Taoiseach says balance needed between free speech and privacy

Review of defamation laws underway, Leo Varadkar says, in wake of Denis O’Brien case

Former Sunday Business Post journalist Tom Lyons with the paper’s former  editor, Ian Kehoe and the paper’s chief executive Siobhán Lennon pictured outside the Four Courts on Friday. Photograph: Collins Courts

Former Sunday Business Post journalist Tom Lyons with the paper’s former editor, Ian Kehoe and the paper’s chief executive Siobhán Lennon pictured outside the Four Courts on Friday. Photograph: Collins Courts

 

Taoiseach Leo Varadkar has said we need to get the balance right between free speech and people’s privacy.

Speaking in Belfast on Friday evening in the wake of a jury decision that businessman Denis O’Brien was not defamed in an article carried in the Sunday Business Post, he said a review of defamation laws is being carried out.

“Defamation laws in Ireland do seem to be more restrictive than they are in other countries,” he said.

“But we always have to balance the need for free speech and the need for a free press but also the need to protect people’s privacy and people’s reputations.”

He added that “where organisations or journalists do publish things that are untrue and are damaging they can really hurt people”.

“So we need to get that balance right. I think we can get it right but it does require a review and that review is underway.”

In a statement on Friday, The Sunday Business Post said it welcomed the verdict of the jury.

While the article which led to this action predated the purchase of the Sunday Business Post by Kilcullen Capital Partners, the issues raised are of critical importance for the media in Ireland and therefore the new owners were happy to support the paper’s defence of this claim, it said.

Chief executive Siobhán Lennon said: “The Sunday Business Post prides itself on its independence and objectivity. Now more than ever a strong, independent and objective media is essential to a functioning democracy.”

She said the case highlighted the extent to which Ireland’s defamation laws place significant constraints on all Irish media outlets in their efforts to provide robust, objective and fair scrutiny of the stories that matter to Irish democracy. “We believe it is time for action to reform the relevant defamation laws and to ensure that the media are liberated from unreasonable pressures which currently exist.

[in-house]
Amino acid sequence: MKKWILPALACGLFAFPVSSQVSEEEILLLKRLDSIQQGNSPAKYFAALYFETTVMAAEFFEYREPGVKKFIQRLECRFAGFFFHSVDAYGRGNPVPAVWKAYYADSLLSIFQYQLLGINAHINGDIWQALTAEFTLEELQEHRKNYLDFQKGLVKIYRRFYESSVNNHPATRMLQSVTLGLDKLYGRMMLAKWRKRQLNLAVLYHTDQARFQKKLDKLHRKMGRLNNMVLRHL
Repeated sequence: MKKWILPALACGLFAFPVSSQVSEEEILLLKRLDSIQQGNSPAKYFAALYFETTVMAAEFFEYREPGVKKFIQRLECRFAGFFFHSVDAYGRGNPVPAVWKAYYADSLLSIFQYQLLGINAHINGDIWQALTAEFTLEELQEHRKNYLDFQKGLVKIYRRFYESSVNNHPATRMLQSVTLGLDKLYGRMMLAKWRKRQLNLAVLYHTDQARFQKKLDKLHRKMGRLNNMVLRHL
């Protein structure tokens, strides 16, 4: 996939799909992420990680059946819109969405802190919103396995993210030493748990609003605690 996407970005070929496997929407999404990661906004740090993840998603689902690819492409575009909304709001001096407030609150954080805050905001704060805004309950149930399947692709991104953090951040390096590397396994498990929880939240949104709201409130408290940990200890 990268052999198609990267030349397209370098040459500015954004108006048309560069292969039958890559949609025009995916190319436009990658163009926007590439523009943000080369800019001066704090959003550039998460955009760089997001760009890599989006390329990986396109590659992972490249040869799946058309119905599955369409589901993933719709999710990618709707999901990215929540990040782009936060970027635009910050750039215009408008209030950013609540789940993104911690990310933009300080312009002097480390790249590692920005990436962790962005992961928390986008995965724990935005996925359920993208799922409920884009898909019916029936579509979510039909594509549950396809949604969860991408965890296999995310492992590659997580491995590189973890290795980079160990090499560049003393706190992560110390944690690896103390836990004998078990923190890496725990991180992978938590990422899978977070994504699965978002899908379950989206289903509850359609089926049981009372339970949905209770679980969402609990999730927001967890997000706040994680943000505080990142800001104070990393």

Ms Lennon thanked the paper’s legal team as well as Tom Lyons former business editor and Ian Kehoe former editor of the paper “for their time and robust defence of this case”.

Tom Lyons said they had “stood up to him and fought for a full month”.

“Thankfully, the jury came down on our side,” he said. “Hopefully this will make people like Denis O’Brien think twice before taking cases like this.”

Mr Kehoe described the verdict as a vindication.

“ This is not a victory, it is a vindication of what we chose to publish. The easy thing to do in situations such as this would have been to cave.”

Séamus Dooley, Irish secretary of the National Union of Journalists also welcomed the decision.

“The work of Tom Lyons, Ian Kehoe and the Sunday Business Post was manifestly in the public interest,” he said. “Mr Lyons and Mr Kehoe withstood enormous pressure in the witness box and deserve credit for the manner in which they stood up for the principles of media freedom.”

He pointed out that Mr O’Brien “could have taken his case to the Office of the Press Ombudsman, a complaints system which is fair, independent and devoid of the risks and costs associated with High Court actions”.